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Cell Signal. 2012 Apr;24(4):835-45. doi: 10.1016/j.cellsig.2011.12.006. Epub 2011 Dec 11.

Emerging role of NF-κB signaling in the induction of senescence-associated secretory phenotype (SASP).

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1
Department of Neurology, Institute of Clinical Medicine, University of Eastern Finland, P.O. Box 1627, FIN-70211 Kuopio, Finland. antero.salminen@uef.fi

Abstract

The major hallmark of cellular senescence is an irreversible cell cycle arrest and thus it is a potent tumor suppressor mechanism. Genotoxic insults, e.g. oxidative stress, are important inducers of the senescent phenotype which is characterized by an accumulation of senescence-associated heterochromatic foci (SAHF) and DNA segments with chromatin alterations reinforcing senescence (DNA-SCARS). Interestingly, senescent cells secrete pro-inflammatory factors and thus the condition has been called the senescence-associated secretory phenotype (SASP). Emerging data has revealed that NF-κB signaling is the major signaling pathway which stimulates the appearance of SASP. It is known that DNA damage provokes NF-κB signaling via a variety of signaling complexes containing NEMO protein, an NF-κB essential modifier, as well as via the activation of signaling pathways of p38MAPK and RIG-1, retinoic acid inducible gene-1. Genomic instability evoked by cellular stress triggers epigenetic changes, e.g. release of HMGB1 proteins which are also potent enhancers of inflammatory responses. Moreover, environmental stress and chronic inflammation can stimulate p38MAPK and ceramide signaling and induce cellular senescence with pro-inflammatory responses. On the other hand, two cyclin-dependent kinase inhibitors, p16INK4a and p14ARF, are effective inhibitors of NF-κB signaling. We will review in detail the signaling pathways which activate NF-κB signaling and trigger SASP in senescent cells.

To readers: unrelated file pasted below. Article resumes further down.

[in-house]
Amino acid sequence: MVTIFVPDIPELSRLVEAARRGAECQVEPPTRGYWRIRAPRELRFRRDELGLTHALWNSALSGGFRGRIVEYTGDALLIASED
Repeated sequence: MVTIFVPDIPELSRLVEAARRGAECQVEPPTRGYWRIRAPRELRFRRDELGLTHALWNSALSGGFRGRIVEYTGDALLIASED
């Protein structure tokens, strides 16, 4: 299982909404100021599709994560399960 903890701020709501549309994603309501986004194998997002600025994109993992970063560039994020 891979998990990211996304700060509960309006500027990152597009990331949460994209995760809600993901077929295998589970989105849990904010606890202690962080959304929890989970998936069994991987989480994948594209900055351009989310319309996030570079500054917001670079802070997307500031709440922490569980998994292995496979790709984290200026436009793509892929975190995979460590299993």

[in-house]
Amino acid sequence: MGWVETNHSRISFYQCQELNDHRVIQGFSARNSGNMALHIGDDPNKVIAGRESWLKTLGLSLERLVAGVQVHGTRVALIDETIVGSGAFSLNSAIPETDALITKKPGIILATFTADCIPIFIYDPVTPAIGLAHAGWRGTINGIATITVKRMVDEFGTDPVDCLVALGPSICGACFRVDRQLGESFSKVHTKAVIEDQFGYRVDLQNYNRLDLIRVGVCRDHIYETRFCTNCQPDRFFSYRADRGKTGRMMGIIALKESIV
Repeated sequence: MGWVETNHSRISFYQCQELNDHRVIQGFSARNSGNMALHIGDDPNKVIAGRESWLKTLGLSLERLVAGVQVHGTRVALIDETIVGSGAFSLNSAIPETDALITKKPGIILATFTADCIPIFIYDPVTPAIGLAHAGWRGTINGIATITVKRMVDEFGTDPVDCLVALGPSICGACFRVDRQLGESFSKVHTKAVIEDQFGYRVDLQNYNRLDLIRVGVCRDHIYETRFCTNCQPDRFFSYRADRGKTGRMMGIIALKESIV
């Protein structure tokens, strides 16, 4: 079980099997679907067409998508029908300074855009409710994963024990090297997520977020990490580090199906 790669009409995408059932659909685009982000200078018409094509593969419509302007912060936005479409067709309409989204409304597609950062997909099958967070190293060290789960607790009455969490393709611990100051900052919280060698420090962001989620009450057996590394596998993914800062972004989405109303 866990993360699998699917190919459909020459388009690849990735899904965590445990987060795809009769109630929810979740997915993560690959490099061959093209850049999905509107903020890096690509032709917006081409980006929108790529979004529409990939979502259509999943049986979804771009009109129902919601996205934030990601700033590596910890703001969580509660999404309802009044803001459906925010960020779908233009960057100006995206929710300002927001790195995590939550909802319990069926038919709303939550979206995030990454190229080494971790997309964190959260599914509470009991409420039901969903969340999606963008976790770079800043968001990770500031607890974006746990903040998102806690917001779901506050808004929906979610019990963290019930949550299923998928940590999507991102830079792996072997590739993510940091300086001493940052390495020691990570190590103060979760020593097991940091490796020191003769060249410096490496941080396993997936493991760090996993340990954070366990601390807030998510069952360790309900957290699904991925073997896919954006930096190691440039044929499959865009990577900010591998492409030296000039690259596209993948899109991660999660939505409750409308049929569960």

PMID:
22182507
DOI:
10.1016/j.cellsig.2011.12.006
[Indexed for MEDLINE]
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